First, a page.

Teaching Profession

N.Y.C. Seeks Changes in Disciplining Teachers Accused of Sexual Misconduct

By Liana Loewus — May 29, 2012 1 min read
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New York City Mayor Michael Bloomberg proposed new legislation that would give local school districts or the chancellor—as opposed to hearing officers—the final say on whether a teacher accused of sexual misconduct is fired, according to a press release.

Under the current law, outside hearing officers decide on the cases and impose binding penalties. A statement from the mayor’s office, however, claims that the law has prevented the Department of Education from terminating teachers, even after an outside investigator concluded there had been inappropriate sexual conduct. The mayor’s press release provides an example:

[T]he Special Commissioner of Investigation (SCI) found one teacher inappropriately touched a number of female students' buttocks, breasts, waists, stomachs and necks. The Department of Education filed charges to dismiss the individual—the second such attempt. However, the hearing officer determined that the individual hugged one student and hugged and tickled another on her waist, dismissing or withdrawing all other charges. The hearing officer imposed only a 45-day paid suspension and then permitted the teacher to return to the classroom.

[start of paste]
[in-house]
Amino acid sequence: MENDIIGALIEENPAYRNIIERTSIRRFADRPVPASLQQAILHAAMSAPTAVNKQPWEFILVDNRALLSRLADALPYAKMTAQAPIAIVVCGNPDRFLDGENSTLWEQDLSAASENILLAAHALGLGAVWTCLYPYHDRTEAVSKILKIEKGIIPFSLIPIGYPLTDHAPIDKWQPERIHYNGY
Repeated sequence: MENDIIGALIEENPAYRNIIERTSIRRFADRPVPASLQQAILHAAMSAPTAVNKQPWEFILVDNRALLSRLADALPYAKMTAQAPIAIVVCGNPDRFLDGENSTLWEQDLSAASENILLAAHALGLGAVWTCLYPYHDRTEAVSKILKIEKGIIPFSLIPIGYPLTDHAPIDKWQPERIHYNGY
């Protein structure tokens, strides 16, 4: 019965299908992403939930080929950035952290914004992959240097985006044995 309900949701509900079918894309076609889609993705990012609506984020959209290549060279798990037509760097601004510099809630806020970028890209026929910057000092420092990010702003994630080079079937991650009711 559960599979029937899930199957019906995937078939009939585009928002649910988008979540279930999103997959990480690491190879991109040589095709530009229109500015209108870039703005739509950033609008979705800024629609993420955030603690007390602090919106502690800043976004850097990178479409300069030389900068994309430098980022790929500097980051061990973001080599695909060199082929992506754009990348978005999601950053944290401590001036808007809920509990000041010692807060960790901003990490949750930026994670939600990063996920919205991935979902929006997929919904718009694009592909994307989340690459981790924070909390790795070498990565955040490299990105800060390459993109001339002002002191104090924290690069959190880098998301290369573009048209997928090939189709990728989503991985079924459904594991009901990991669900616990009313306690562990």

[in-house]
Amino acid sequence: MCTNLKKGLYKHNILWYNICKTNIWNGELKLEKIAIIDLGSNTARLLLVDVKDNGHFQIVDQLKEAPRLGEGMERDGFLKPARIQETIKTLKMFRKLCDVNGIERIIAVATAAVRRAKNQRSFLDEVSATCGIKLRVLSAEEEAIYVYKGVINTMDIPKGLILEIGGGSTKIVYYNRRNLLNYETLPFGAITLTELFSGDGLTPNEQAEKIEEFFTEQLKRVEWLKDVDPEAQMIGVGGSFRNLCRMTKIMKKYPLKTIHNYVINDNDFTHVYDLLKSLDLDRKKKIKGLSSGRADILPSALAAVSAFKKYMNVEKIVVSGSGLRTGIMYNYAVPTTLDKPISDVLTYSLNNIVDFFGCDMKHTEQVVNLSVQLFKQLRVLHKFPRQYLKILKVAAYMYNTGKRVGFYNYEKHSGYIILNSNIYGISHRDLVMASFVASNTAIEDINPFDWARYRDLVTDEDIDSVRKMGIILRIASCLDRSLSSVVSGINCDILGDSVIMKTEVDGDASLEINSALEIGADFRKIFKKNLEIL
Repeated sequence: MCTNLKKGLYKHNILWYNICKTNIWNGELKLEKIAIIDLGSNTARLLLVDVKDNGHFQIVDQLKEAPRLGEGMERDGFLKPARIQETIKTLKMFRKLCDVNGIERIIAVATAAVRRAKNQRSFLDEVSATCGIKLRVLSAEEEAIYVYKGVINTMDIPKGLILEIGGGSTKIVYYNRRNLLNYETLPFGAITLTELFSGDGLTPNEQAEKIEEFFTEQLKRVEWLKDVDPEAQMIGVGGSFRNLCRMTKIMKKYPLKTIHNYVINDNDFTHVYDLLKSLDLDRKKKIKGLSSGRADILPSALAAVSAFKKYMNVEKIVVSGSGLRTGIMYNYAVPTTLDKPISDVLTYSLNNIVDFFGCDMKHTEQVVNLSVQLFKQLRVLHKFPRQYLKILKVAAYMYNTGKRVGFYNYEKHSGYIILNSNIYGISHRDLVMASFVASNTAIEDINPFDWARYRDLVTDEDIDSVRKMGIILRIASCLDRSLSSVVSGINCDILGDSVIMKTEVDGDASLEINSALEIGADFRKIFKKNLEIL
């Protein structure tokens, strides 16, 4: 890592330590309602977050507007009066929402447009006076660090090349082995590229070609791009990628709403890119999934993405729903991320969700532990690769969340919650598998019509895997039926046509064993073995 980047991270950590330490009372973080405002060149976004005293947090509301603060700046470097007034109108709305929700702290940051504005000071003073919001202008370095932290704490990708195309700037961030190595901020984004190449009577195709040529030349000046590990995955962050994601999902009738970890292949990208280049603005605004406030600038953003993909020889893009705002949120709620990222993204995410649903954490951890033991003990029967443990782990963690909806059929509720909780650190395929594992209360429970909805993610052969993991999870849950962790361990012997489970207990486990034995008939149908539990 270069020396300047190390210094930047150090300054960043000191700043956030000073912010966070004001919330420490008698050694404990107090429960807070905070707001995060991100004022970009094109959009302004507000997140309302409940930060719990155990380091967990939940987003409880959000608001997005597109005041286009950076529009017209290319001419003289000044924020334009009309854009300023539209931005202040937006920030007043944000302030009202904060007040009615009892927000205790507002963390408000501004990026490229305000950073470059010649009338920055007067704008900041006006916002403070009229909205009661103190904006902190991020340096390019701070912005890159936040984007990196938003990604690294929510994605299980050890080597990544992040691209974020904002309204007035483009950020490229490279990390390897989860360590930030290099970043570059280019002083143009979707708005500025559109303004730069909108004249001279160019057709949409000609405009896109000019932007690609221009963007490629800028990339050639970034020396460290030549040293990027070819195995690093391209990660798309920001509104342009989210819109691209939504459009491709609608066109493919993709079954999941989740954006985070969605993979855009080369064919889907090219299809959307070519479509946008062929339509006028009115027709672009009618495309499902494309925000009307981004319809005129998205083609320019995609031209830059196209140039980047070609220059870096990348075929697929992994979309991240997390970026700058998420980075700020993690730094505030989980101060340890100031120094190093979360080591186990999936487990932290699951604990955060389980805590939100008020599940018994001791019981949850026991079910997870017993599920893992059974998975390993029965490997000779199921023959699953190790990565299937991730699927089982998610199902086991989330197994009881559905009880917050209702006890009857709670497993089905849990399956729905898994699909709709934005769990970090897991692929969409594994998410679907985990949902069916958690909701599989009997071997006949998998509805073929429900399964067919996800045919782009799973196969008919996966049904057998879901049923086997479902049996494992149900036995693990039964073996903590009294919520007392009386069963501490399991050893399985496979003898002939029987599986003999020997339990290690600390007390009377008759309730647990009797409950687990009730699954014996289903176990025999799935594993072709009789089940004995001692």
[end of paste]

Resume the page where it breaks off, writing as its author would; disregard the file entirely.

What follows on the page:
The new law would allow districts to review a hearing officer’s decision and make the final determination about what disciplinary action to take.

Michael Mulgrew, president of the United Federation of Teachers, responded to the proposed changes in a press release, stating that the union’s contract “already includes the toughest penalty in the state—automatic termination—for any teacher found guilty of this offense.” Further, Mulgrew said, “this proposed legislation would allow the chancellor to unilaterally find an employee guilty of sexual misconduct even though an independent hearing officer who has weighed all the evidence has determined otherwise.”

It’s a shameful reality that these kinds of cases even come up, but they do and, as anyone reading teacher news daily knows, quite often. We’ll keep you posted on where all of this goes.

A version of this news article first appeared in the Teaching Now blog.


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